Abstract: The mechanism of rapid acceleration from rest (lunging) in fishes is studied by means of a slender-body theory adapted to deal with unsteady, curvilinear large amplitude movements in water at high Reynolds numbers. The vortex wake is represented here by the circulation shed from the fins and body, calculated by means of indicial aerodynamic theory. The caudal fin is shown to play a dominant role in the production of the thrust force required for the tremendous accelerations measured in various species of fish (50 msec−2 for pike and 40 msec−2 for trout). The theoretical analysis also shows…that an optimal value of the ratio of thrust produced to energy expenditure is obtained when the caudal fin moves perpendicularly to the direction of movement of the fish’s centre of gravity, while being at a small angle of incidence. Filmed sequences of accelerating fish were examined. showing that for species with good lunging ability, the starting process is made up of three stages. First the fish, which was initially stretched straight curls up into an L-shaped curve. At the end of this, the tail swings around and moves in the manner predicted by the theory. This second stage is repeated in some cases and finally the fish straightens out moving at an angle to its original orientation, roughly proportional to the acceleration. The forces and moments on the fish calculated by the present method are in good agreement with these experimental observations.
vol. 10, no. 3, pp. 343-350, 1973
Abstract: Through measurements of oscillatory flow birefringence of macromolecular solutions information on optical properties and relaxation effects are obtained for the molecules in a nearly unperturbed state. Small, oscillatory velocity gradients are used which are then directly proportional to the birefringence. Measurements are performed using an apparatus in which monochromatic light having circular polarization passes through a thin fluid layer which is confined between a fixed surface and an oscillating surface. The motion of the surface is monitored in amplitude and phase and from this the velocity gradient is determined. The light leaving the fluid now has an oscillating ellipticity which…is then monitored by passing it through a fixed plane analyzer and on to a photodetector. In the present apparatus the fluid is under precise temperature control and with its associated electronic instruments birefringence is measured in the frequency range from 0.02 to 1000 Hz. This apparatus is applied to the study of solutions of salmon sperm deoxyribonucleic acid, DNA. The relaxation times and magnitude of birefringence in solution are determined from measurements over a wide range of frequencies. This is done for several levels of shear degradation, the DNA being degraded by high speed chopping and by pressure cell induced flow. The ionic environment is considered as it influences the relaxation times. The method of oscillatory flow birefringence is also used to observe thermal denaturation of DNA. The birefringence undergoes a large change in magnitude and a reversal in sign as a consequence of the helix-coil transition. This method shows promise as a means for studying the kinetics of the process.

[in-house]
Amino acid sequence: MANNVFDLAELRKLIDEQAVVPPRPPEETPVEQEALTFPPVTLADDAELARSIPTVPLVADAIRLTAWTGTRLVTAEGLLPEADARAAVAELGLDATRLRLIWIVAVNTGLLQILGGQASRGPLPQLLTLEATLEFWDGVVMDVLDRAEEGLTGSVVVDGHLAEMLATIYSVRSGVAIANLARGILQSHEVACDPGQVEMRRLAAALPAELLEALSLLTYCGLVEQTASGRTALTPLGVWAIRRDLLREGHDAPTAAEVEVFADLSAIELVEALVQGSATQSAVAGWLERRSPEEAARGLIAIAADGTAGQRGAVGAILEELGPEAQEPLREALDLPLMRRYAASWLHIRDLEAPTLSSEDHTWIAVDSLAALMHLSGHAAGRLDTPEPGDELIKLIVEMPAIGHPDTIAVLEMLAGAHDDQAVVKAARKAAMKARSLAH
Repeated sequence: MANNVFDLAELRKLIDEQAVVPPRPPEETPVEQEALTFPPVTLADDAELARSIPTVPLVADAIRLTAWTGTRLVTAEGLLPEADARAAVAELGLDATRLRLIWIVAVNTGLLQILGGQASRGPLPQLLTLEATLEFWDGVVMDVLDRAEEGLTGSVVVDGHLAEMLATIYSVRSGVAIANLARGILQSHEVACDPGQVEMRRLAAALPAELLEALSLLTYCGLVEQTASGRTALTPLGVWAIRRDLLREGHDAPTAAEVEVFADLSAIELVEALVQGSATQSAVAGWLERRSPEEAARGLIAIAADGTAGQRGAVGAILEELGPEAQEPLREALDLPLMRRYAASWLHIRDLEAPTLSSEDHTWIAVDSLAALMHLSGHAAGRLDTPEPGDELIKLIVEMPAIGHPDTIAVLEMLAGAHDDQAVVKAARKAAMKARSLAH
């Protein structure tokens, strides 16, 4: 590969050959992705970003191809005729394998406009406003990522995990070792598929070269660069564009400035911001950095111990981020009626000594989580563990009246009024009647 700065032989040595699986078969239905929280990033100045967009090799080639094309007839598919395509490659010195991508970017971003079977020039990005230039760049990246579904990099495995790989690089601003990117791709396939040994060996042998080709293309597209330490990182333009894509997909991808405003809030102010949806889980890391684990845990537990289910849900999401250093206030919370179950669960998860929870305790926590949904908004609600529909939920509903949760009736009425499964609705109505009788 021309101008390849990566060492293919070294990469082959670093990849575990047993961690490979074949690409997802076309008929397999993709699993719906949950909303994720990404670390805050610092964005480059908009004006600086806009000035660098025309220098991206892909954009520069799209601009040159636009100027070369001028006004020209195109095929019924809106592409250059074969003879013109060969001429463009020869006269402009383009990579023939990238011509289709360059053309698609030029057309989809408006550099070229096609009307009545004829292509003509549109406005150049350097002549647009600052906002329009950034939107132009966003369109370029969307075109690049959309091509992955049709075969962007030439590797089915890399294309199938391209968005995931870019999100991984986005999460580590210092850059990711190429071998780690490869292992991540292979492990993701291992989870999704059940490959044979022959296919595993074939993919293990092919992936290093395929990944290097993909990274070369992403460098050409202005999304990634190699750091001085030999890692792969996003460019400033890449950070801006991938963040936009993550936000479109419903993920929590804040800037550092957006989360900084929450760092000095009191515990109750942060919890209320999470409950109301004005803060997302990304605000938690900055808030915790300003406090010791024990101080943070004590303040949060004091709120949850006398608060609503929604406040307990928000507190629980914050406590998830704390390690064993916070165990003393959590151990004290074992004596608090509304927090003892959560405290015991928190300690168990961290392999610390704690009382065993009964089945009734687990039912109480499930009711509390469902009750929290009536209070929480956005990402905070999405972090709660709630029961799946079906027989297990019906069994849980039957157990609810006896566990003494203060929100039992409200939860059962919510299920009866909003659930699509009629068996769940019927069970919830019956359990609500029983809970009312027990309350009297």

vol. 10, no. 3, pp. 351-360, 1973